Pharma: When Your Chemical Guy Gets Bombed

Pharma: When Your Chemical Guy Gets Bombed

One of the consequences of the war in Ukraine is the disruption of Enamine Labs. Enamine Labs is located in a former Soviet chemical plant in Kiyv. It is a major provider of chemicals to pharmaceutical companies from Boston to Tokyo. While the average person may not notice supply issues immediately, this will have a serious effect on pharma production and innovation. This lab was crucial to the development of the Covid pill development. According to Bloomberg, "the Ukrainian team not only synthesized the compounds in their Kyiv lab, they also took charge of logistics, shipping molecules weekly for testing in the U.K. and Israel for nearly two years, as well as sending batches to other labs in London, Chicago, and New York." Below is Tetiana Matviyuk, principal scientist in medicinal chemistry and computer-aided drug design at Enamine Ltd. in Kyiv.Source: Tetiana Matviyuk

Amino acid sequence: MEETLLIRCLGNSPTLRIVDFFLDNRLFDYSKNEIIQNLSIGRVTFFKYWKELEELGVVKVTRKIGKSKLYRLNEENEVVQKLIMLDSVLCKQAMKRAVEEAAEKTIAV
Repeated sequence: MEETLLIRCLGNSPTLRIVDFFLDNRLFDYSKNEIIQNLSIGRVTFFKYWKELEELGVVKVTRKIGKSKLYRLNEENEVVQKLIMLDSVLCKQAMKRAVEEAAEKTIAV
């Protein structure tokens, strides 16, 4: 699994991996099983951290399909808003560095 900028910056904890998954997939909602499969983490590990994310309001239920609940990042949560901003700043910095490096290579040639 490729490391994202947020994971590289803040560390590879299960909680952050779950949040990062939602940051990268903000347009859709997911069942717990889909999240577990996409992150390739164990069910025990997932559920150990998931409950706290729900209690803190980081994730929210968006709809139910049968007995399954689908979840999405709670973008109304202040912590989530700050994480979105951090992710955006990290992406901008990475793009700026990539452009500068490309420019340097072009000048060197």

According to Stat News who is covering the story: "The Ukrainian chemical world grew out of the fall of the USSR by capitalizing on a reserve of “weird” compounds that hadn’t been explored in countries such as the U.S. because of the divide between Soviet chemistry research and the Western world. Enamine, as well as two other Ukrainian companies, Otava Chemicals and Life Chemicals, filled a gap in the market, offering “interesting,” ready-to-use building blocks that drug developers could easily patch into their work, and creating custom libraries of these chemical tidbits for companies. “It’s really changed the way medicinal chemists work,” said Lowe, who works at Novartis (but was not speaking on behalf of the company)." Further, Enamine holds a catalog of 20-22 billion synthetic compounds that companies can order "a la carte". The company plans to relocate about 700 chemists to Latvia. On February 25th, Veronika Shoba, a Ukrainian chemist who is working at the Broad Institute of MIT and Harvard, received a package from Enamine. It was a 500-milligram shipment of N-benzyl-N-methylaminosulfonamide, a chemical building block Shoba’s lab is using to make a novel potential anti-cancer therapy. The shipment was part of an attempt to clear out as many explosive chemicals as possible in the event of the main Enamine campus being bombed. Unrelated, The Economist reports on a study that was recently published that demonstrates it's unsettlingly easy to manipulate software meant to design medicinal chemicals into software that designs chemical weapons. Just ask to increase toxicity instead of reduce toxicity....